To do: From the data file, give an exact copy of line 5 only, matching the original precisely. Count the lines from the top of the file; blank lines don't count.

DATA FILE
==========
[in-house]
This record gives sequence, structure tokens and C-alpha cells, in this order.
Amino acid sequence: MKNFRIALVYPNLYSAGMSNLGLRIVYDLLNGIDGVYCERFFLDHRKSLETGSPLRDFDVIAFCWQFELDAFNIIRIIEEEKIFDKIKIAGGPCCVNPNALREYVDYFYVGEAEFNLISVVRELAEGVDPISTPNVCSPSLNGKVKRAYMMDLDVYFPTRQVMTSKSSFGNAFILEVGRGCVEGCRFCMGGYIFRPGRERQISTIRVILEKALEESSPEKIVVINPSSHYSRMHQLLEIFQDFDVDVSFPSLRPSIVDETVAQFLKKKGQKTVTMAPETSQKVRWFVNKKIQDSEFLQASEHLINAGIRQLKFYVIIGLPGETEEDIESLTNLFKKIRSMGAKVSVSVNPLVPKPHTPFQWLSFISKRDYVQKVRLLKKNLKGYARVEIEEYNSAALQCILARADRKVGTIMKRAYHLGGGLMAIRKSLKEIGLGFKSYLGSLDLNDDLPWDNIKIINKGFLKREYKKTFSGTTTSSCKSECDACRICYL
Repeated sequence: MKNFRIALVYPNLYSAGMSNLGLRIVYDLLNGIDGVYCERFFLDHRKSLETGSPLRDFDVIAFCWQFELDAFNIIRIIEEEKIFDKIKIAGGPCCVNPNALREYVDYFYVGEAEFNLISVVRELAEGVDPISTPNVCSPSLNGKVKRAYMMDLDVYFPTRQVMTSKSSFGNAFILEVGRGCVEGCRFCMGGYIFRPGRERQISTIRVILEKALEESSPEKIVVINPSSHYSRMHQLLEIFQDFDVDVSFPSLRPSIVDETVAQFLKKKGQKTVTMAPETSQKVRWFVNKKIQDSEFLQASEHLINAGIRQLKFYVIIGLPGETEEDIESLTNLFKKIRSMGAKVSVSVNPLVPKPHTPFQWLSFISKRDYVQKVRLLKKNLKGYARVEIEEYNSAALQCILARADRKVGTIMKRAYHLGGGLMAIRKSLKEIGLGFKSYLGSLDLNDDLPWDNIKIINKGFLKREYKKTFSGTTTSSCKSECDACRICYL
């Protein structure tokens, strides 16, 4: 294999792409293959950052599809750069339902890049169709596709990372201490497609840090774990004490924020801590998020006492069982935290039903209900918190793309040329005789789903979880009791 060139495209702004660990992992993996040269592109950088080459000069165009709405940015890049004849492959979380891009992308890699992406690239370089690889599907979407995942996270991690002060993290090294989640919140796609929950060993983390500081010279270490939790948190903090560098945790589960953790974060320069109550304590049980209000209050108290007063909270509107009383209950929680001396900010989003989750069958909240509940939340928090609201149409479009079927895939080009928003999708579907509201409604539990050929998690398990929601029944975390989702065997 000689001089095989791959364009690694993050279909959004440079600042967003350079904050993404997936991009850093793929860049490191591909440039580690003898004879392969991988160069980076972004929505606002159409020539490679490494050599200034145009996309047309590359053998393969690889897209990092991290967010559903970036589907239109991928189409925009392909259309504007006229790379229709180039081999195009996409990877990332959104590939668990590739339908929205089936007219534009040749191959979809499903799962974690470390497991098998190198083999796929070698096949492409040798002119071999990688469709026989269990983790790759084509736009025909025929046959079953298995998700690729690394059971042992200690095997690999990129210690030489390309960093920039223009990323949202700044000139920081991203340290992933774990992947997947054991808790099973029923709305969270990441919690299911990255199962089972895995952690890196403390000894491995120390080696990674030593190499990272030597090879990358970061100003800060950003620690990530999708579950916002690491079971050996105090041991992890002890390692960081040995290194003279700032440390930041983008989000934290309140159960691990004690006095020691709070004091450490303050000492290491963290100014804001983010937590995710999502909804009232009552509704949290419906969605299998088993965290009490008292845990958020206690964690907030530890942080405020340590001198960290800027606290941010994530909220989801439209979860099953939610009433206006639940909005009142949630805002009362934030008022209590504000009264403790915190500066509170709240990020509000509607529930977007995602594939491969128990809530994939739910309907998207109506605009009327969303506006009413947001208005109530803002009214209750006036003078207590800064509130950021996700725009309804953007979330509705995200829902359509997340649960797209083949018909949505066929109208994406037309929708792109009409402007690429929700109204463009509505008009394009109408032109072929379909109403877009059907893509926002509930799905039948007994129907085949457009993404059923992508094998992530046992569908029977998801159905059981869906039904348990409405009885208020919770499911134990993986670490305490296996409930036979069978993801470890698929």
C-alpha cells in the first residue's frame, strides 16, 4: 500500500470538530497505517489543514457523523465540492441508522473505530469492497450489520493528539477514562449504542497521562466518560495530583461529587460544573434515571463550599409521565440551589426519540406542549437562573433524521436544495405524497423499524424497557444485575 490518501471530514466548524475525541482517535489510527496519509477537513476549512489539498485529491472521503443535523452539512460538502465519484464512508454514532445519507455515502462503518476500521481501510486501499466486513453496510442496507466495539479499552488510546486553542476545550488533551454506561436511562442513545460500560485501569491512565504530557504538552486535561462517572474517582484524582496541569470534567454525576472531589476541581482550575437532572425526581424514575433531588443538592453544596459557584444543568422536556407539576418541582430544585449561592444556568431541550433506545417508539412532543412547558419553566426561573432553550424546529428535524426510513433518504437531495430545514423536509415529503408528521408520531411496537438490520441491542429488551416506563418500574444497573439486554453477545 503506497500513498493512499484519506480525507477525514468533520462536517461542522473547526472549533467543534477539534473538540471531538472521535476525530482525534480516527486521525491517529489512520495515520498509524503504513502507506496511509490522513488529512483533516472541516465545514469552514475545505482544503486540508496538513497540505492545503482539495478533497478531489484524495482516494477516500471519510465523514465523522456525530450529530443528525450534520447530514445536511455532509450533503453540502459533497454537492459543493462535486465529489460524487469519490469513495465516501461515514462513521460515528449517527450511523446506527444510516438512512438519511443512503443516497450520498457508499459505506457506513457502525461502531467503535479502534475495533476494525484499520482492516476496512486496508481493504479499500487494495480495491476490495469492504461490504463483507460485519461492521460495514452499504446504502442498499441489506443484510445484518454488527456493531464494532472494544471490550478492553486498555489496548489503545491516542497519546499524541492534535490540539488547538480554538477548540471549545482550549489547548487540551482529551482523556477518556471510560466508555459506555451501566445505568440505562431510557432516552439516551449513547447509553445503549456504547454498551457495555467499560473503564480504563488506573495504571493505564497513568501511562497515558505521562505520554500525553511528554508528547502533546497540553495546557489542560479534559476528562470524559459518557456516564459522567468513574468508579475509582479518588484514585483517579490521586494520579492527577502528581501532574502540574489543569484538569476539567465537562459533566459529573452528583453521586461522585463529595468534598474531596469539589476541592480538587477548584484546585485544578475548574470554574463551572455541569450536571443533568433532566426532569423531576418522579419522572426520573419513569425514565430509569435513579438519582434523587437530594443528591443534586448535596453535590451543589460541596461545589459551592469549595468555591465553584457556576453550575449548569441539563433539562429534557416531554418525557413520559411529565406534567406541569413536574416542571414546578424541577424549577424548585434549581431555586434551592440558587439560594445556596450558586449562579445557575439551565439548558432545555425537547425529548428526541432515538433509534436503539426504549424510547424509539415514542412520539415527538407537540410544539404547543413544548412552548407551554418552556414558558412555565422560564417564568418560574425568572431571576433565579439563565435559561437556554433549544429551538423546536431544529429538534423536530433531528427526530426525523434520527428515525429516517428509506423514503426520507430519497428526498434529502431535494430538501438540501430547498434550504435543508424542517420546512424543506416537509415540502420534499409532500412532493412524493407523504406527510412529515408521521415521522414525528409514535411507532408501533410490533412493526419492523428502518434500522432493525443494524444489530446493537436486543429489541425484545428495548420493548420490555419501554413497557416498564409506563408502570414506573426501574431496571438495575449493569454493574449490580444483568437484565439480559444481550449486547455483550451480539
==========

């Protein structure tokens, strides 16, 4: 294999792409293959950052599809750069339902890049169709596709990372201490497609840090774990004490924020801590998020006492069982935290039903209900918190793309040329005789789903979880009791 060139495209702004660990992992993996040269592109950088080459000069165009709405940015890049004849492959979380891009992308890699992406690239370089690889599907979407995942996270991690002060993290090294989640919140796609929950060993983390500081010279270490939790948190903090560098945790589960953790974060320069109550304590049980209000209050108290007063909270509107009383209950929680001396900010989003989750069958909240509940939340928090609201149409479009079927895939080009928003999708579907509201409604539990050929998690398990929601029944975390989702065997 000689001089095989791959364009690694993050279909959004440079600042967003350079904050993404997936991009850093793929860049490191591909440039580690003898004879392969991988160069980076972004929505606002159409020539490679490494050599200034145009996309047309590359053998393969690889897209990092991290967010559903970036589907239109991928189409925009392909259309504007006229790379229709180039081999195009996409990877990332959104590939668990590739339908929205089936007219534009040749191959979809499903799962974690470390497991098998190198083999796929070698096949492409040798002119071999990688469709026989269990983790790759084509736009025909025929046959079953298995998700690729690394059971042992200690095997690999990129210690030489390309960093920039223009990323949202700044000139920081991203340290992933774990992947997947054991808790099973029923709305969270990441919690299911990255199962089972895995952690890196403390000894491995120390080696990674030593190499990272030597090879990358970061100003800060950003620690990530999708579950916002690491079971050996105090041991992890002890390692960081040995290194003279700032440390930041983008989000934290309140159960691990004690006095020691709070004091450490303050000492290491963290100014804001983010937590995710999502909804009232009552509704949290419906969605299998088993965290009490008292845990958020206690964690907030530890942080405020340590001198960290800027606290941010994530909220989801439209979860099953939610009433206006639940909005009142949630805002009362934030008022209590504000009264403790915190500066509170709240990020509000509607529930977007995602594939491969128990809530994939739910309907998207109506605009009327969303506006009413947001208005109530803002009214209750006036003078207590800064509130950021996700725009309804953007979330509705995200829902359509997340649960797209083949018909949505066929109208994406037309929708792109009409402007690429929700109204463009509505008009394009109408032109072929379909109403877009059907893509926002509930799905039948007994129907085949457009993404059923992508094998992530046992569908029977998801159905059981869906039904348990409405009885208020919770499911134990993986670490305490296996409930036979069978993801470890698929």